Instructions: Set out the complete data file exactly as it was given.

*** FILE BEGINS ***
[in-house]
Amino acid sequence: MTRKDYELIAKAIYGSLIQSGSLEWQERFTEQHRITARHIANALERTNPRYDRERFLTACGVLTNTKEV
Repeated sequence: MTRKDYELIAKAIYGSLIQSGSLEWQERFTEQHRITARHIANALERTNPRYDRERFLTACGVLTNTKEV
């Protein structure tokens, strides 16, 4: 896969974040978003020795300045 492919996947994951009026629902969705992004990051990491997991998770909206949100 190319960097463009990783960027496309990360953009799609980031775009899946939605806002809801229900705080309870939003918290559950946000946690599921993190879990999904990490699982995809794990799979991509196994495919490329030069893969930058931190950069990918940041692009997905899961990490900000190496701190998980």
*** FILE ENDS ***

[in-house]
Amino acid sequence: MTRKDYELIAKAIYGSLIQSGSLEWQERFTEQHRITARHIANALERTNPRYDRERFLTACGVLTNTKEV
Repeated sequence: MTRKDYELIAKAIYGSLIQSGSLEWQERFTEQHRITARHIANALERTNPRYDRERFLTACGVLTNTKEV
């Protein structure tokens, strides 16, 4: 896969974040978003020795300045 492919996947994951009026629902969705992004990051990491997991998770909206949100 190319960097463009990783960027496309990360953009799609980031775009899946939605806002809801229900705080309870939003918290559950946000946690599921993190879990999904990490699982995809794990799979991509196994495919490329030069893969930058931190950069990918940041692009997905899961990490900000190496701190998980």